News from state legislatures comes out of New York, Tennessee, Georgia, Texas and California.
The Wall Street Journal: New York City Council Passes Bills Bolstering Lead Testing
New York City’s lead testing and reporting will be expanded under a new package of bills designed to limit exposure in children and improve education around lead poisoning. The 10 measures, which passed Wednesday in the City Council, cover everything from extending requirements for lead-based paint testing at day-care centers to expanding reporting requirements when lead is found. One bill would require the Department of Health and Mental Hygiene and individual landlords to investigate and fix lead issues in places where children spent 10 or more hours a week. (Honan, 3/13)
Nashville Tennessean: Tennessee Lawmakers Propose Bill To Support Children With Disabilities
There are approximately 3,600 Tennessee children with long-term disability or complex medical needs who live at home with their families and are not currently on TennCare. On Tuesday, lawmakers filed a bill amendment that could help these families by creating a pathway to Medicaid services for their children. The rationale of the legislation, which was introduced by Rep. Sam Whitson (R-Franklin) and Sen. Kerry Roberts (R-Springfield), establishes that the financial and personal costs of caring for a child with severe disabilities are often “excessive” and private insurance is insufficient. (Bliss, 3/13)
Georgia Health News: Senate Panel OKs Behavioral Health Commission
A Senate committee voted Wednesday in favor of a bill to create a state commission to analyze Georgia’s behavioral health services and recommend improvements. The commission would be authorized to take ‘’a very deep dive’’ into the state’s mental health system, said Rep. Kevin Tanner (R-Dawsonville), lead sponsor of House Bill 514. He said Gov. Brian Kemp, Lt. Gov. Geoff Duncan and House Speaker David Ralston (R-Blue Ridge) have all worked on the commission proposal. (Miller, 3/13)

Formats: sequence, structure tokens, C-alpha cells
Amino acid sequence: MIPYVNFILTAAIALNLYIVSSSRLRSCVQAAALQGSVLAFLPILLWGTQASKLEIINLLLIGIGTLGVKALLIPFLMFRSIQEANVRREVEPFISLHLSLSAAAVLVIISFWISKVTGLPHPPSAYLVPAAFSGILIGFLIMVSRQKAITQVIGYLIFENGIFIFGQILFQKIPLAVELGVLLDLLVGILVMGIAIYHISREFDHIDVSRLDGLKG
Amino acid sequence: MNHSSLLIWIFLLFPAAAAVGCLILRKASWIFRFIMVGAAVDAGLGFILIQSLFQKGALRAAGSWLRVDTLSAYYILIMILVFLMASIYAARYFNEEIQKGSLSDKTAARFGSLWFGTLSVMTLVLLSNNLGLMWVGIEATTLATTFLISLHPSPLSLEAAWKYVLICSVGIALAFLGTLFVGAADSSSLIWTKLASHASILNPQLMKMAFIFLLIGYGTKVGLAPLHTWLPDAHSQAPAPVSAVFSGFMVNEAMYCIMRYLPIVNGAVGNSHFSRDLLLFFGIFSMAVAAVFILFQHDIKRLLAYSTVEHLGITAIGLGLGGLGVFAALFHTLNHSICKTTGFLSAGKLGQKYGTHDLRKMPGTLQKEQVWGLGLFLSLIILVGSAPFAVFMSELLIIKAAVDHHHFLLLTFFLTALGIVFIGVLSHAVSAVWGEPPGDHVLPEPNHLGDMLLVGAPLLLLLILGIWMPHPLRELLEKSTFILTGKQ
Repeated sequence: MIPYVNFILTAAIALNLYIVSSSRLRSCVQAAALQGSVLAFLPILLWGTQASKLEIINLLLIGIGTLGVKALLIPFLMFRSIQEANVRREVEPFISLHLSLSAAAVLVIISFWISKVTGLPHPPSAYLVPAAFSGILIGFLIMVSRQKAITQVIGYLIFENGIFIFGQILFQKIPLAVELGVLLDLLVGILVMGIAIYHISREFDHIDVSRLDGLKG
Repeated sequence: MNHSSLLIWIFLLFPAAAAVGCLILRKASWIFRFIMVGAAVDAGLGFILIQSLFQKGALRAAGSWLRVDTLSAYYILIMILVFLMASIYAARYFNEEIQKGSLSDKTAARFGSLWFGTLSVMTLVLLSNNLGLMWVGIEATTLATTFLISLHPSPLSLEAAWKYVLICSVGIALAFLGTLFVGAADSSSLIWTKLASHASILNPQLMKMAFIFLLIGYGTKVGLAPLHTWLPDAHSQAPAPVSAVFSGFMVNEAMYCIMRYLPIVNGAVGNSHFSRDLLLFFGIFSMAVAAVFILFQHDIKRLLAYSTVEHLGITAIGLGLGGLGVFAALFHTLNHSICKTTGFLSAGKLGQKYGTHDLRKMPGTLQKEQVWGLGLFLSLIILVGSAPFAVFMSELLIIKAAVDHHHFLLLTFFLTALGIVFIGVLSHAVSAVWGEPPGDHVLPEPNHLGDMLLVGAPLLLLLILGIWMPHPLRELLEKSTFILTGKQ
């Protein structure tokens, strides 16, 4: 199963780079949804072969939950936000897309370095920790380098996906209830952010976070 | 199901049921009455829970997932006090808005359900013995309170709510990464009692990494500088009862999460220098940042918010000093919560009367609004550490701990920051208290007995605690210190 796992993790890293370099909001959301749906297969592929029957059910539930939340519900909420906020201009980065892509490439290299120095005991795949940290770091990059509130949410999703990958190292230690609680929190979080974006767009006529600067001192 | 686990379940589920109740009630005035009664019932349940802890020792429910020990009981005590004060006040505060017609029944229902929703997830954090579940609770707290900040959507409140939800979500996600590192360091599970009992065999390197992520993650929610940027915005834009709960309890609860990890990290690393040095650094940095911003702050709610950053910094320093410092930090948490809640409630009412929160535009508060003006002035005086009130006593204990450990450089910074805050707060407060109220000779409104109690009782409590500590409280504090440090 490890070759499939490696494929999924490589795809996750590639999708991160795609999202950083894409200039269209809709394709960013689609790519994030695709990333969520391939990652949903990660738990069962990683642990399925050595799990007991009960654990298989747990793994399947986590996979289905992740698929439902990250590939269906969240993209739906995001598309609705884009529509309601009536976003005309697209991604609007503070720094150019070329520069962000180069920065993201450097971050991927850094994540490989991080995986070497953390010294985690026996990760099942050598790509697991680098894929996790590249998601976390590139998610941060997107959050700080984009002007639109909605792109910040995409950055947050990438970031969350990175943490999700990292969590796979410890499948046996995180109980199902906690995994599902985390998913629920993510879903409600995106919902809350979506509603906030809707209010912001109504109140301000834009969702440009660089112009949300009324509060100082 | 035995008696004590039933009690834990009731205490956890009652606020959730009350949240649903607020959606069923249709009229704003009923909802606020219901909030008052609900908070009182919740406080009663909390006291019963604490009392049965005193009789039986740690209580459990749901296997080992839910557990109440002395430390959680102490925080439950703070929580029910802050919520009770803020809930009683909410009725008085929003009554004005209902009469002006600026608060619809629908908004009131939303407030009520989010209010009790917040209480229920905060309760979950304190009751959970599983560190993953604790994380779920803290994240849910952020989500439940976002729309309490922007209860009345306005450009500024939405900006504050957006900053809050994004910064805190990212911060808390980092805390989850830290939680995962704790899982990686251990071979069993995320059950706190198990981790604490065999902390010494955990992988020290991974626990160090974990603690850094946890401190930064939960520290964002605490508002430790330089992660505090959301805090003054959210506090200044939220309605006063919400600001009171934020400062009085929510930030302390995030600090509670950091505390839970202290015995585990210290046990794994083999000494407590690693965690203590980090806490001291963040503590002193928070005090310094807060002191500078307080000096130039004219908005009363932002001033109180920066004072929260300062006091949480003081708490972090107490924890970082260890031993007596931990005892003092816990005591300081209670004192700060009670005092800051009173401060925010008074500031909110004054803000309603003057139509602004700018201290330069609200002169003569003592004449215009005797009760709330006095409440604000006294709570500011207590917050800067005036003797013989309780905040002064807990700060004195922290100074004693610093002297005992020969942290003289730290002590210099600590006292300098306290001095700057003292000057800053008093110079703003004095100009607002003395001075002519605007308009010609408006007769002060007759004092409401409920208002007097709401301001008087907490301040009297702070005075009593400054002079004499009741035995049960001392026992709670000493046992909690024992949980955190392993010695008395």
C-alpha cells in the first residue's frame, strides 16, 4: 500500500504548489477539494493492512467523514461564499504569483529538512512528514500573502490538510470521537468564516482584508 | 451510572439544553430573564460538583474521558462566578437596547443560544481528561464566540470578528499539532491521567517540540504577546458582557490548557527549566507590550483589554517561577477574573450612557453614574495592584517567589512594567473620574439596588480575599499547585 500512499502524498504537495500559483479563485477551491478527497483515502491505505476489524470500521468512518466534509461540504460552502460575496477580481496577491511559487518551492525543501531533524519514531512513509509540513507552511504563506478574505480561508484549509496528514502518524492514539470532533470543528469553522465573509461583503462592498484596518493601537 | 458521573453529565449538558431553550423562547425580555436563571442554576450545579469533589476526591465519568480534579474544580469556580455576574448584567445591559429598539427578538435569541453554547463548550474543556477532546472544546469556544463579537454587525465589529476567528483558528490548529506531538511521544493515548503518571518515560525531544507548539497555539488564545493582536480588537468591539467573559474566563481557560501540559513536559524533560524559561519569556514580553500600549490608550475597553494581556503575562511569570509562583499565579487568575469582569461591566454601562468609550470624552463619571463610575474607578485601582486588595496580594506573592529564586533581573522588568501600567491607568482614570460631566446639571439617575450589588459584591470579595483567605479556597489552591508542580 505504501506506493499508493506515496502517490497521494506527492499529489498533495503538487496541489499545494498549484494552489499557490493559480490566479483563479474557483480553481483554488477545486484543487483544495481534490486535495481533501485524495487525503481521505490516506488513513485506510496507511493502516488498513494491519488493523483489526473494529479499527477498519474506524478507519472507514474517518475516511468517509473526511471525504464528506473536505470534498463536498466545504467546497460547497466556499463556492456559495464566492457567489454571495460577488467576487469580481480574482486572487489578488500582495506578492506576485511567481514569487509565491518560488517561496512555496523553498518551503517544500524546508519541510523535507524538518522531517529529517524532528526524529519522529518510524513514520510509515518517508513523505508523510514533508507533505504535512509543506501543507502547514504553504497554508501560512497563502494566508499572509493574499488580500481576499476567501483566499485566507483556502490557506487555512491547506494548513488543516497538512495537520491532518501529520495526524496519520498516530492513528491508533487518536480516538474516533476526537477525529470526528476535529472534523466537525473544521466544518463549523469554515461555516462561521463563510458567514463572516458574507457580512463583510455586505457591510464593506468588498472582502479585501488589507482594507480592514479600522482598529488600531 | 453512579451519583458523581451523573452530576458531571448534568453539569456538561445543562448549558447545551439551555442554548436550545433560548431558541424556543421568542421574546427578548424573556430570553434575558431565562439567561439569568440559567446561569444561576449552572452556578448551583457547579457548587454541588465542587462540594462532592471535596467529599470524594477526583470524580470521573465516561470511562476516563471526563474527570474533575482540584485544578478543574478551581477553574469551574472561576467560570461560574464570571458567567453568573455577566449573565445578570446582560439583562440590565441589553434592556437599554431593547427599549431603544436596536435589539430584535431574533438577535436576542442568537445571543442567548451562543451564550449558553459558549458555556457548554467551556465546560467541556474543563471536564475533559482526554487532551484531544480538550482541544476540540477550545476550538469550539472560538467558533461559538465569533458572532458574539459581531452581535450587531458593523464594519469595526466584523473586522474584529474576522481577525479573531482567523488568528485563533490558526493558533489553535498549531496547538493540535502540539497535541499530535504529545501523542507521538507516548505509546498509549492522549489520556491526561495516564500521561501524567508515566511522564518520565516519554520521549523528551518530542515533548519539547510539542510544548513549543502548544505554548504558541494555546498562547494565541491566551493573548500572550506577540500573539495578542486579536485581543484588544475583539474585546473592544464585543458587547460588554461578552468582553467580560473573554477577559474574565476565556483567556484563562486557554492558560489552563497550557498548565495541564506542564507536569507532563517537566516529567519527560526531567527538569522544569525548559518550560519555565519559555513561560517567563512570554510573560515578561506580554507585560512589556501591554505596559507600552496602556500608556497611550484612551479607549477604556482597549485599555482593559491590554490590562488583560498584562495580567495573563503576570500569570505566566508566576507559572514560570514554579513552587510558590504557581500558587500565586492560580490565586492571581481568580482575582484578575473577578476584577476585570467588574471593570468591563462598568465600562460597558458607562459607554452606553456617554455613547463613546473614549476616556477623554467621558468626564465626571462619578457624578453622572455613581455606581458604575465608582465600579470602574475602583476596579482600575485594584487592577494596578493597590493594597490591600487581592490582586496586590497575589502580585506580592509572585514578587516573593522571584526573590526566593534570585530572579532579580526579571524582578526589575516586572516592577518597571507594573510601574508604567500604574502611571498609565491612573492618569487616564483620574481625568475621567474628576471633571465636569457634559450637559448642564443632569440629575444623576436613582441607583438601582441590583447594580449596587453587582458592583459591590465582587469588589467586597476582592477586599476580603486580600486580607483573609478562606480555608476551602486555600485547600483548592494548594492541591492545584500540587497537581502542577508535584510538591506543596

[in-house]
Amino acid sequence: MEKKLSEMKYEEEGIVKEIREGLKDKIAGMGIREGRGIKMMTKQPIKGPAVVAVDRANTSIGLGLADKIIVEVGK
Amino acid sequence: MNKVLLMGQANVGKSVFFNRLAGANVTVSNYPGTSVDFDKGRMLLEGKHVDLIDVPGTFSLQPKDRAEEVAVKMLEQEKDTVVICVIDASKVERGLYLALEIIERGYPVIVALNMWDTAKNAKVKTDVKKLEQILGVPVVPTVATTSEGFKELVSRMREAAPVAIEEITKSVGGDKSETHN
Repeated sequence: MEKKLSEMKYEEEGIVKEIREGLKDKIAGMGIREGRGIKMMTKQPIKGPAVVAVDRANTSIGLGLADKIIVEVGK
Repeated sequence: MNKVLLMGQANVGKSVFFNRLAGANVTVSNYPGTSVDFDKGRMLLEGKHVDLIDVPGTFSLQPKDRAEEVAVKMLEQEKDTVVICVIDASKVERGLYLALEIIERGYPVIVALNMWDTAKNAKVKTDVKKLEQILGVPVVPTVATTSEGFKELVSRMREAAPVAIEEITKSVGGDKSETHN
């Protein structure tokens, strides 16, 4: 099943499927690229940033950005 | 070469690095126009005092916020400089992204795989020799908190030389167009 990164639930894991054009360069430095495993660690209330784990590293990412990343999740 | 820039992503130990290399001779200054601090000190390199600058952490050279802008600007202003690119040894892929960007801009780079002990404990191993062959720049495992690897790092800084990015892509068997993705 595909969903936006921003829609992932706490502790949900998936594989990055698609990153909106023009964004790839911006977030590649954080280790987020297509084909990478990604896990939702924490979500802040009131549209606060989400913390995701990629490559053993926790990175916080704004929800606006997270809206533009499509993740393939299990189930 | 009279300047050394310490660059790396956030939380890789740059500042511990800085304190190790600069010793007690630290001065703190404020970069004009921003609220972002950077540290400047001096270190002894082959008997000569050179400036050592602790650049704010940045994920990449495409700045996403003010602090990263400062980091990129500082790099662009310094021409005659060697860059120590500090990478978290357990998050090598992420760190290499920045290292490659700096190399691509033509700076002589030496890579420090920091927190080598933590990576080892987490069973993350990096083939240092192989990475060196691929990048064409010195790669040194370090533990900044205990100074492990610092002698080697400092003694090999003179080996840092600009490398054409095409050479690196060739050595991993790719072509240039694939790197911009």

Texas Tribune: Texas’ 1115 Waiver Set To Expire In 2021, Prompting Health Care Concerns
Although much of the waiver funding doesn’t expire until 2021, a broad coalition of doctors, hospitals and patient advocates is sounding the alarm about its future. If state lawmakers want the federal government to continue footing much of the tab for the state’s health care safety net, they say, the Texas Legislature needs to do something this legislative session to send a clear signal to the Trump administration that the funding should continue. (Walters, 3/14)
Politico: Trump ‘Not Thrilled’ About California Governor’s Death Penalty Moratorium
President Donald Trump on Wednesday criticized California Gov. Gavin Newsom’s plan to issue a moratorium on executions in the state. “Defying voters, the Governor of California will halt all death penalty executions of 737 stone cold killers,” Trump tweeted. “Friends and families of the always forgotten VICTIMS are not thrilled, and neither am I!” (Galioto, 3/13)
This is part of the KHN Morning Briefing, a summary of health policy coverage from major news organizations. Sign up for an email subscription.
Source : Kaiser Health